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George Clooney was furious he lost Thelma & Louise role to Brad Pitt, says Geena Davis

The A.V. Club 10/18/2022 Mary Kate Carr
George Clooney and Brad Pitt; Geena Davis © Photo: Michael Buckner; Craig Barritt (Getty Images) George Clooney and Brad Pitt; Geena Davis

George Clooney and Brad Pitt are one of Hollywood’s best-known bromances, but if there’s one thing that could come between them, it is–apparently–Geena Davis. In her memoir Dying Of Politeness (excerpted by The Times), the chapter on Thelma & Louise is called “The Blond One” in honor of Pitt’s memorable audition, amongst a sea of brunettes, to be her paramour in the film.

“Fast-forward a few years and I was boarding a flight from Geneva to LAX. A group of flight attendants were waiting at the aircraft door. When I got close, one of them said, ‘Guess who you’re sitting next to! George Clooney!’” Davis writes in the book. “For once in my life accomplishing the feat of saying the perfect thing at the perfect time, I replied, ‘Guess who he’s sitting next to?’”

Davis describes Clooney being “just as friendly as you’d hope him to be,” and after chatting together for a while he suddenly declared, “You know what, I hate that Brad Pitt.” Laughing, she replied, “‘No, you don’t. Isn’t he, like, your best friend?’ ‘No, no, I hate him,’” George said. ‘He got the part in Thelma & Louise,’” Davis recalls.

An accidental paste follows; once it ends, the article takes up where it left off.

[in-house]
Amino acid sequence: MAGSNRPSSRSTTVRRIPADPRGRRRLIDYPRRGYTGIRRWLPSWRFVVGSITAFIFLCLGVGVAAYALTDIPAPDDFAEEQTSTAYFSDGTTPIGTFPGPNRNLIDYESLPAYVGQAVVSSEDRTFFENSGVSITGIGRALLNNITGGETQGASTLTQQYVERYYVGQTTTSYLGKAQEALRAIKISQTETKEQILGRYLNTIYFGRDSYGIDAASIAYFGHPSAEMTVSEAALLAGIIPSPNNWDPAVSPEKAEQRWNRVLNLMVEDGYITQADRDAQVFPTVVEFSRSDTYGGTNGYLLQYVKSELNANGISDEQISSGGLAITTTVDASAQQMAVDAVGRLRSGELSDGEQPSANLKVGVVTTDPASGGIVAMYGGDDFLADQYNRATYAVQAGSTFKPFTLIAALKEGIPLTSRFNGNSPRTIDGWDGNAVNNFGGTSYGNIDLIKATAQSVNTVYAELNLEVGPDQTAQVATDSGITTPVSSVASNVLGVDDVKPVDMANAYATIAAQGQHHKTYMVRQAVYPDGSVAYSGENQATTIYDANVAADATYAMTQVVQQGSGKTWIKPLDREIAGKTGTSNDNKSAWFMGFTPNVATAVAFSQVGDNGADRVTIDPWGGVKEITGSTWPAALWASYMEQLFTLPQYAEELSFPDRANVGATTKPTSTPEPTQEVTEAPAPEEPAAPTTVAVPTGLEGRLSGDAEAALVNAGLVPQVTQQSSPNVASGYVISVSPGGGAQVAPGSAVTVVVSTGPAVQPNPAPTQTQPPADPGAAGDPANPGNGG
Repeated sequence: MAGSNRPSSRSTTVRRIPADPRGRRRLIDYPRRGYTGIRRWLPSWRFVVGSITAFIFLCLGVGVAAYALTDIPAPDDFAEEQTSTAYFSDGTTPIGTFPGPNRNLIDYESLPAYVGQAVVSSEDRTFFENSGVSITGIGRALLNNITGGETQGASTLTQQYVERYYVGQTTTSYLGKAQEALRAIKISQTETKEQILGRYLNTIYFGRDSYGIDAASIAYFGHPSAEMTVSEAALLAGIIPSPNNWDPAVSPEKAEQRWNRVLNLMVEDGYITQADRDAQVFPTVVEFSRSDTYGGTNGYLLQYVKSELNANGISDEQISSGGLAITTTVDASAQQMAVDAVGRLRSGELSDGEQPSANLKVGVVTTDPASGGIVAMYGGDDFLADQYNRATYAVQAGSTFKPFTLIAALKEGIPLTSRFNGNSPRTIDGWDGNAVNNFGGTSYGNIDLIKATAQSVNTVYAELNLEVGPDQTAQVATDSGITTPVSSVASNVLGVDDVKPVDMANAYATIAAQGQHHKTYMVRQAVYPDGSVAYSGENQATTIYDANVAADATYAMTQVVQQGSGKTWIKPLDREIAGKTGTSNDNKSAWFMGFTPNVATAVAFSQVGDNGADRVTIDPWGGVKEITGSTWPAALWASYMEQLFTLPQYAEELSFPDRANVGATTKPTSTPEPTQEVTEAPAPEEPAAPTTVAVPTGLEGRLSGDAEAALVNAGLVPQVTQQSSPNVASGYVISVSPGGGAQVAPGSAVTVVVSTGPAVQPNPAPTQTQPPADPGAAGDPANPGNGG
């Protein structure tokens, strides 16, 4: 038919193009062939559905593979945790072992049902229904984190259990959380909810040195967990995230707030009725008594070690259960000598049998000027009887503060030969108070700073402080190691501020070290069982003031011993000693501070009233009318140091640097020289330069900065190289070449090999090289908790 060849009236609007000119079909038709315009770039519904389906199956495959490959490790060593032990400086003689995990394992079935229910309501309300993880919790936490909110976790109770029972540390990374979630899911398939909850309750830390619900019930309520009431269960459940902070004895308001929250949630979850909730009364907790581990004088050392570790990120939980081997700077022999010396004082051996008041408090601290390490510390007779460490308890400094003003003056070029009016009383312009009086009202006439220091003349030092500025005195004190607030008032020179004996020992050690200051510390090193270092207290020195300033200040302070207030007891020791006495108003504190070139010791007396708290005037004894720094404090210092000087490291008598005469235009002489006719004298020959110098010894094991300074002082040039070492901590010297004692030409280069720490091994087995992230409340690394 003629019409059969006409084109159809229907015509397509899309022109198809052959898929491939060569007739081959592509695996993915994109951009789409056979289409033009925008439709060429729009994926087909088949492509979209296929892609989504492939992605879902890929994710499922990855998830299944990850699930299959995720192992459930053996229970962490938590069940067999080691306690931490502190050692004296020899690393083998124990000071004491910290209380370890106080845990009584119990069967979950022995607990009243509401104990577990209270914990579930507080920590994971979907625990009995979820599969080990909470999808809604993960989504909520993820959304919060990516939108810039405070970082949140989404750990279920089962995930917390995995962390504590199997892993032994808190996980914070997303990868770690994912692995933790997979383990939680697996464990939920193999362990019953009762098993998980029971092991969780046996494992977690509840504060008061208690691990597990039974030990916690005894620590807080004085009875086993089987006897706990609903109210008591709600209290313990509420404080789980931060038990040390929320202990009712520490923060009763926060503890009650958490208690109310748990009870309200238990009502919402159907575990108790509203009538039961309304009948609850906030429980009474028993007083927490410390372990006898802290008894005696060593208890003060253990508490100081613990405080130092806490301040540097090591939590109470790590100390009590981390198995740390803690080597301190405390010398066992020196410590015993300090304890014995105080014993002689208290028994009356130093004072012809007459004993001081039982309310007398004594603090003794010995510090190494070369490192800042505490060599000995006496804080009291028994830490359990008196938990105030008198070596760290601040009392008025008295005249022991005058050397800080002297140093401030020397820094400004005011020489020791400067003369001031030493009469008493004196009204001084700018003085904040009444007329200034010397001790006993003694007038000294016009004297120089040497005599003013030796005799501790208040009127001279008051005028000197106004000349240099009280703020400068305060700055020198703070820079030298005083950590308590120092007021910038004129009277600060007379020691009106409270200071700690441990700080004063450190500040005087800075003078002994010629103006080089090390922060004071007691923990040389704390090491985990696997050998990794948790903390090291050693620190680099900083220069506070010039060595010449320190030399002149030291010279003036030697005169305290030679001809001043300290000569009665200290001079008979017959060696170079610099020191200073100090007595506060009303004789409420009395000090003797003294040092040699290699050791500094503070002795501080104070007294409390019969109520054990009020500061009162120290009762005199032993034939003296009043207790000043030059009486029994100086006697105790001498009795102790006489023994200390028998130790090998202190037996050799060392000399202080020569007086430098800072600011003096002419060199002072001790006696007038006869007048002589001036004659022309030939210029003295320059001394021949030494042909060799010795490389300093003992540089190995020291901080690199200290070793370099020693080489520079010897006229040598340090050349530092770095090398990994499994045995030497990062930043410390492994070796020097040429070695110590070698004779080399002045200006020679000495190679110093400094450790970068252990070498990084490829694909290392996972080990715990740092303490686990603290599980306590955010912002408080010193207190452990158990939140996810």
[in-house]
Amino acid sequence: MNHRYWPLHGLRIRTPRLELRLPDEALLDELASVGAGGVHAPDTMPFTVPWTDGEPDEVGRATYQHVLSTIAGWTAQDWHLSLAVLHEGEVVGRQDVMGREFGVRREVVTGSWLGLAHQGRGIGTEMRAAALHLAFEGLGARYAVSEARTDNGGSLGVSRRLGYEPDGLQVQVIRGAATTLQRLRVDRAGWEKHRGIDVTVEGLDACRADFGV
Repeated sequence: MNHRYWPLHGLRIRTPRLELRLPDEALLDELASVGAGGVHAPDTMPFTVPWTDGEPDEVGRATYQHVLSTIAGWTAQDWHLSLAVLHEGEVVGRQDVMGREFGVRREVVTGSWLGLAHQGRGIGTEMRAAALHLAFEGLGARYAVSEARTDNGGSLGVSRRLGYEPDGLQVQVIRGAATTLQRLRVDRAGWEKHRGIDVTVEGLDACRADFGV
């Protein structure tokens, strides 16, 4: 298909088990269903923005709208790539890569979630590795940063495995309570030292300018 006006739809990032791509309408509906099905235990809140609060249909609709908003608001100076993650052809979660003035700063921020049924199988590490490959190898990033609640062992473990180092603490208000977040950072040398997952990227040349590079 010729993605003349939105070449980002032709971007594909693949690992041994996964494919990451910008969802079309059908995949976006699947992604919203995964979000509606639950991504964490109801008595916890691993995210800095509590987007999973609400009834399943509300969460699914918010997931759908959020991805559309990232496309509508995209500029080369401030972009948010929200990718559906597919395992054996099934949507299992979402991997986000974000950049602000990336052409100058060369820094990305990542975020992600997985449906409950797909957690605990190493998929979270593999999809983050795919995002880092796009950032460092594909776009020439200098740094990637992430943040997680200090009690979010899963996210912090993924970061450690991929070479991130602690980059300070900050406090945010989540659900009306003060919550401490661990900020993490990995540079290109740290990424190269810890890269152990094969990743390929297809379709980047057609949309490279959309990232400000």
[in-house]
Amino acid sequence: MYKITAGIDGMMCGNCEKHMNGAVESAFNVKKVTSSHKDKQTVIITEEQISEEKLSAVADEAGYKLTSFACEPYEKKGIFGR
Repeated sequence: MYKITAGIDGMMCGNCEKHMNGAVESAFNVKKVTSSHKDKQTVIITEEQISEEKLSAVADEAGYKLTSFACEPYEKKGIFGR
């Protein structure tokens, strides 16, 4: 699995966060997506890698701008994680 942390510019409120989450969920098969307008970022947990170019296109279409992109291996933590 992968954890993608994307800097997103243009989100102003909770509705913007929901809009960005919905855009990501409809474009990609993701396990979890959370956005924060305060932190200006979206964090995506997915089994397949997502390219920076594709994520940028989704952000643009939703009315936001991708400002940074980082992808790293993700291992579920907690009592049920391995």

(Clooney has certainly gotten revenge on his pal, presumably several times over. In a recent interview with Jimmy Kimmel, the Oscar winner describes sending people prank letters on Pitt’s stationary. One went to Meryl Streep, alongside a “bunch of CDs” from a dialect coach: “Meryl said she avoided Brad for like five years!”)

Back on the plane, Davis replied, “‘Oh, I see. Did you want that part?’ ‘Well, yes–couldn’t you tell when I auditioned with you?’” Unfortunately, she didn’t actually remember the audition, especially because it was a pre-ER young Clooney. She didn’t want to say, “Oh my God, were you one of the guys with brown hair?” She writes, “Nope, too polite still. Instead I said, ‘Oh yes, I could tell. You were so great.’ Wimp.”

The premise of the book, of course, is the ways Davis’s politeness hindered her throughout her life (including a distressing encounter with Bill Murray). But Thelma & Louise was a landmark moment for her, not just because of its lasting success or because of Brad Pitt. It’s her co-star Susan Sarandon who made the biggest impression.

“It’s not overstating it to say that Susan has changed my life more than anyone I’ve known,” Davis writes. She remembers being astonished by Sarandon’s assertiveness in offering director Ridley Scott notes on the script, and being floored when she promised to bring Davis up on stage with her if she won the Oscar.

The Beetlejuice star elaborated on Sarandon’s impact in a recent interview with Good Morning Britain, saying, “It totally changed my life, because somehow in my sheltered life, I had never spent time with a woman who says what she thinks without qualifiers in front of it. I was used to living as somebody who says, ‘I don’t know if you agree with this or if this is a good idea.’ I was busy dying of politeness.

“As soon as I met Susan, oh my God, this was a whole different world,” Davis continued. “And it wasn’t that anyone reacted differently to her. Everyone loved her and everything. I was like, ‘Wow, you can actually be like that.’ She showed me what it’s like to live authentically and be in the moment.” The impact of Thelma & Louise truly is far-reaching.

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